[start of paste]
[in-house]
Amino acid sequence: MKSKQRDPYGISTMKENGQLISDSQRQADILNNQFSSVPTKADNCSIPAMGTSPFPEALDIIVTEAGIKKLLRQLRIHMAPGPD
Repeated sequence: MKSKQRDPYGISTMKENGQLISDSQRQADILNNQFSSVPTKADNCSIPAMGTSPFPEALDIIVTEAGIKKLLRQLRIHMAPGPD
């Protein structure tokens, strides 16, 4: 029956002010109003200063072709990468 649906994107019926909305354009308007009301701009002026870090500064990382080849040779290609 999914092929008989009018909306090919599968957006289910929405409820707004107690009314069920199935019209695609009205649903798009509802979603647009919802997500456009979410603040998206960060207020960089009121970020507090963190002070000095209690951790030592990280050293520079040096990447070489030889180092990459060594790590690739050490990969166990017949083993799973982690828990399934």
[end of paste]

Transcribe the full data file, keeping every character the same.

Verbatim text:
[in-house]
Amino acid sequence: MKSKQRDPYGISTMKENGQLISDSQRQADILNNQFSSVPTKADNCSIPAMGTSPFPEALDIIVTEAGIKKLLRQLRIHMAPGPD
Repeated sequence: MKSKQRDPYGISTMKENGQLISDSQRQADILNNQFSSVPTKADNCSIPAMGTSPFPEALDIIVTEAGIKKLLRQLRIHMAPGPD
């Protein structure tokens, strides 16, 4: 029956002010109003200063072709990468 649906994107019926909305354009308007009301701009002026870090500064990382080849040779290609 999914092929008989009018909306090919599968957006289910929405409820707004107690009314069920199935019209695609009205649903798009509802979603647009919802997500456009979410603040998206960060207020960089009121970020507090963190002070000095209690951790030592990280050293520079040096990447070489030889180092990459060594790590690739050490990969166990017949083993799973982690828990399934």